San Francisco Determined to Get to Zero When It Comes To HIV
San Francisco is on a mission to be the first city in the nation to reduce HIV infection and HIV/AIDS deaths to zero. Yes, zero. To achieve that lofty goal, the San Francisco Department of Public Health and a broad-based coalition of over 35 organizations launched the San Francisco Getting to Zero Consortium in 2014. To that end, the consortium set a short-term goal of reducing HIV infections and HIV/AIDS deaths by 90 percent by 2020.
From the very beginning of the HIV epidemic, San Francisco has been a leader in its response and in setting standards for prevention, care and treatment. The city has a strong HIV surveillance system, plentiful testing services, syringe access programs, comprehensive care in the public and private sectors, and robust linkages between community organizations and scientists. To see where San Francisco is headed, it’s valuable to understand how far the city has come in combatting the epidemic.
“We would not be where we are without the leadership of the department of health,” says Jeff Sheehy, communications director of the University of California (UCSF), San Francisco’s AIDS Research Institute. The San Francisco Department of Public Health is the only health department with its own clinical trials unit, Bridge HIV, which has been working to find innovative ways to fight HIV/AIDS since the start of the epidemic. In 2011, the department refocused HIV prevention on increasing testing—resulting in more than doubling the number of HIV tests performed annually. About five years ago, the widely respected, health department-run San Francisco General Hospital was the nation’s first to recommend treatment for all persons living with HIV, and the department was the first in the nation to make the recommendation city wide, a policy which has since been adopted nationally.
Such efforts have helped to reduce the number of new HIV diagnoses in the city; for example, in 2013, there were 359 new diagnoses, fewer than half the number in 2002. HIV death rates have dropped by nearly half. The numbers of those with HIV who don’t know they have it have plunged by two thirds—from 18% to 6%. Nine of 10 patients are linked to medical care within 90 days of their diagnosis, while about 65 percent of all HIV-infected residents have achieved undetectable viral loads with antiretroviral therapy, according to the San Francisco Department of Public Health. Patients who have undetectable virus levels are 96 percent less likely to transmit HIV to their uninfected partners.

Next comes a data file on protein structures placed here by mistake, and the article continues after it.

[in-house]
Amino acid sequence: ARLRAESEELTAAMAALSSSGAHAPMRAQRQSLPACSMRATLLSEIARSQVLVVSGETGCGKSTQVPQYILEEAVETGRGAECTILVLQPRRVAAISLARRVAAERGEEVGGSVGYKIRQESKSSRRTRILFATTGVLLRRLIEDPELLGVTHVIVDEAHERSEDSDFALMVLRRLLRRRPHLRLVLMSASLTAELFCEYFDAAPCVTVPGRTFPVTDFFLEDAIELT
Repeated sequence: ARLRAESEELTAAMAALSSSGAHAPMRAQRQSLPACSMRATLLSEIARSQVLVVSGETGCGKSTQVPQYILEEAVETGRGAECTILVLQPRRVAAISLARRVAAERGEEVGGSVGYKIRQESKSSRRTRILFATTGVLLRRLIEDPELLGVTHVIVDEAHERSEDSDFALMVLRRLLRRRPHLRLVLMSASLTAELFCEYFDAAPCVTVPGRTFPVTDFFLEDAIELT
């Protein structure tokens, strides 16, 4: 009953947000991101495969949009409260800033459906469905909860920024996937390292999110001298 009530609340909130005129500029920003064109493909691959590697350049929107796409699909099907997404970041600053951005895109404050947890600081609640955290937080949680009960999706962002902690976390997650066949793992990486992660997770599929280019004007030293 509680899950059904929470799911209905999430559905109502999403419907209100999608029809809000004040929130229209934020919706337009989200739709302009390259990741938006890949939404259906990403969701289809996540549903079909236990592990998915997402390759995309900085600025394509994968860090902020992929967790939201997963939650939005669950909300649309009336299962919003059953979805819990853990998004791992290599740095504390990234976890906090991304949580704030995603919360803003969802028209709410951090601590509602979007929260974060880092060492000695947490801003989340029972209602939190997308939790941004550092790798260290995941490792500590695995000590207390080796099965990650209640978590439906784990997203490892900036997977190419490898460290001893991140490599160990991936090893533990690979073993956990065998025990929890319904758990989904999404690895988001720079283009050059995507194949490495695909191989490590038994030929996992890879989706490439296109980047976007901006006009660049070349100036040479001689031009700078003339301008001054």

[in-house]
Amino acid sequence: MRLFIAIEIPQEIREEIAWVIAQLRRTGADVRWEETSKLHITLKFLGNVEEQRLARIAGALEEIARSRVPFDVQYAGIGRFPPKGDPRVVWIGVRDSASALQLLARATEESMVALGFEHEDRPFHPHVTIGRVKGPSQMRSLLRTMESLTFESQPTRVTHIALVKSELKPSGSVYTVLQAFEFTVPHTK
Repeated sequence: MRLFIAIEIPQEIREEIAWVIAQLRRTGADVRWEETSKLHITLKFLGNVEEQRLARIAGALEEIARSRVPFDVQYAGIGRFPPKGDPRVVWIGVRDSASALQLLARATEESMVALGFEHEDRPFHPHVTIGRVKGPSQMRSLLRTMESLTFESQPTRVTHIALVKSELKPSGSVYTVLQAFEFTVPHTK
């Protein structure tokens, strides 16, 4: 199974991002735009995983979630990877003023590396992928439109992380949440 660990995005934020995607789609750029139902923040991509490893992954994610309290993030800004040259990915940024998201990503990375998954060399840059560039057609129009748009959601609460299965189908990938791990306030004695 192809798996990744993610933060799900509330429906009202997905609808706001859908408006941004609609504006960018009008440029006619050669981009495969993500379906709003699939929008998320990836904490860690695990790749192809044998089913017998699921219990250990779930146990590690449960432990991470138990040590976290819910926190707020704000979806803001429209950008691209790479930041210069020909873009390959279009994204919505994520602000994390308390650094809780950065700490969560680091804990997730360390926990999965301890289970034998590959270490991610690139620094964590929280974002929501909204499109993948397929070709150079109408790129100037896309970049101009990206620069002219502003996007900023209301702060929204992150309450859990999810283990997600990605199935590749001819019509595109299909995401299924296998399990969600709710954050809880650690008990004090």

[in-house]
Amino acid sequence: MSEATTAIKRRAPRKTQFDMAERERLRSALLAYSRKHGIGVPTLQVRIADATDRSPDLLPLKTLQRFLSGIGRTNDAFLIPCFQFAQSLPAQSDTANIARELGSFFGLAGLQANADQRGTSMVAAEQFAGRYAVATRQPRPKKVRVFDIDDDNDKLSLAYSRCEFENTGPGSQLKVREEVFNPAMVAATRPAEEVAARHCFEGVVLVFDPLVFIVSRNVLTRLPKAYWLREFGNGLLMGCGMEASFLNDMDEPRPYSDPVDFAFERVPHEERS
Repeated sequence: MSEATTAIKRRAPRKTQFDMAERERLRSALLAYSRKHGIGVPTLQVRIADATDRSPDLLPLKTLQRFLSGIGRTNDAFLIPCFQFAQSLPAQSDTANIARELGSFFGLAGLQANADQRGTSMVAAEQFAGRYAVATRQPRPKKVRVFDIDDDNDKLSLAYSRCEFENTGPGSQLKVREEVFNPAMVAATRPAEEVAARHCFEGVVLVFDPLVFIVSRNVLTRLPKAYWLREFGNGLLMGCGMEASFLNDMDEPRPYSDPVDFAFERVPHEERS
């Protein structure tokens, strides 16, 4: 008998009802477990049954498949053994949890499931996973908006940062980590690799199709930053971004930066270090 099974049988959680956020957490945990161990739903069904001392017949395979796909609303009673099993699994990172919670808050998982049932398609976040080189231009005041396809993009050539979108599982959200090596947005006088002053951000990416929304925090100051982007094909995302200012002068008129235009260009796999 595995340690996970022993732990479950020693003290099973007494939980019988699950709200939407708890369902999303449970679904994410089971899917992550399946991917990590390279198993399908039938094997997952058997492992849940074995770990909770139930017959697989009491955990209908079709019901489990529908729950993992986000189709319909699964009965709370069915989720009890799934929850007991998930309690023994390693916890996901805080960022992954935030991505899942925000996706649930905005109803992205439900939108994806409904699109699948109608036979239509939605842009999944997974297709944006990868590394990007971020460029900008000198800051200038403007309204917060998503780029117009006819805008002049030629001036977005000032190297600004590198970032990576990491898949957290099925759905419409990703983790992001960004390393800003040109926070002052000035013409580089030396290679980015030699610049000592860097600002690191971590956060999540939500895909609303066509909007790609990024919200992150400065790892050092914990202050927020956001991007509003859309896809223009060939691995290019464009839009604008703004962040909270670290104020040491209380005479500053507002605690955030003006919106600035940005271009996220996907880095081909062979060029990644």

Still, to achieve the UNAIDS vision of “Zero new HIV infections, Zero HIV deaths and Zero HIV Stigma,” more needed to be done. That message came during a city-wide gathering on World AIDS Day 2013, where a variety of stakeholders said even more could be done if efforts were better integrated with community partners. The city listened. “The community has changed this epidemic from the start,” says Susan Buchbinder, director of the department’s Bridge HIV, Population Health Division, and Getting to Zero represents a “renewed effort” to battle HIV/AIDS in the city. “This really is a collective effort; there is no one entity in charge or owning it,” says Buchbinder, addingthat a steering committee representing multiple institutions helps guide the work.
“Stigma still is a really important issue,” says Buchbinder. Nationally, HIV diagnoses are increasing among those aged 25 to 29, and the highest rate of new infections are among African Americans and Latinos. “It’s an important reason why people don’t get tested, why they don’t get or stay in treatment,” says Buchbinder, adding, “it’s difficult to get the care you need when care is lower on your list of priorities than getting housing or food.”
In order to get to zero, the effort has taken on three elements. “Focusing just on prevention or just on treatment will never be enough,” notes Buchbinder. The three-pronged Getting to Zero effort aims to reduce the number of new HIV infections, cut HIV transmission and preserve health via early treatment and care retention. The initiative includes:
- PrEP expansion: Pre-exposure prophylaxis (PrEP) has been shown to reduce the risk of HIV infection by more than 90 percent among individuals who are considered high risk. The use of anti-HIV medications by HIV-negative individuals to prevent infection is a fairly new promising prevention method, and the department is expanding its ongoing studies of—and access to—the medication, called Truvada®, which is FDA approved and recommended by the U.S. Centers for Disease Control and Prevention (CDC).
- RAPID ART: Early diagnosis and treatment of HIV prevents further transmission during the highest-risk period—when a newly infected person is most contagious but unaware of their infection. So the Getting to Zero Consortium is expanding the SFGH/UCSF-based Rapid ART Program Initiative for HIV Diagnosis, which aims to facilitate the start of antiretroviral therapy (ART) and counseling the same day someone is diagnosed with HIV, as well as help transition clients to sustainable long-term HIV care.
- Retention in HIV Care: Consistent, reliable medical care is critical in Getting to Zero. People with lower incomes, mental health or substance abuse and other vulnerable populations face more acute challenges in receiving consistent care. The consortium is convening HIV providers, service organizations, community advocates and government to identify gaps and coordinate new outreach and retention strategies to keep people in HIV care.
“With one of the highest prevalence levels, San Francisco is dramatically reducing community viral load, and thus incidence,” says Dr. Jeff Levi, executive director of the Trust for America's Health, a non-partisan public health non profit. The city “has fully embraced PrEP. They are the model for making HIV a winnable battle.”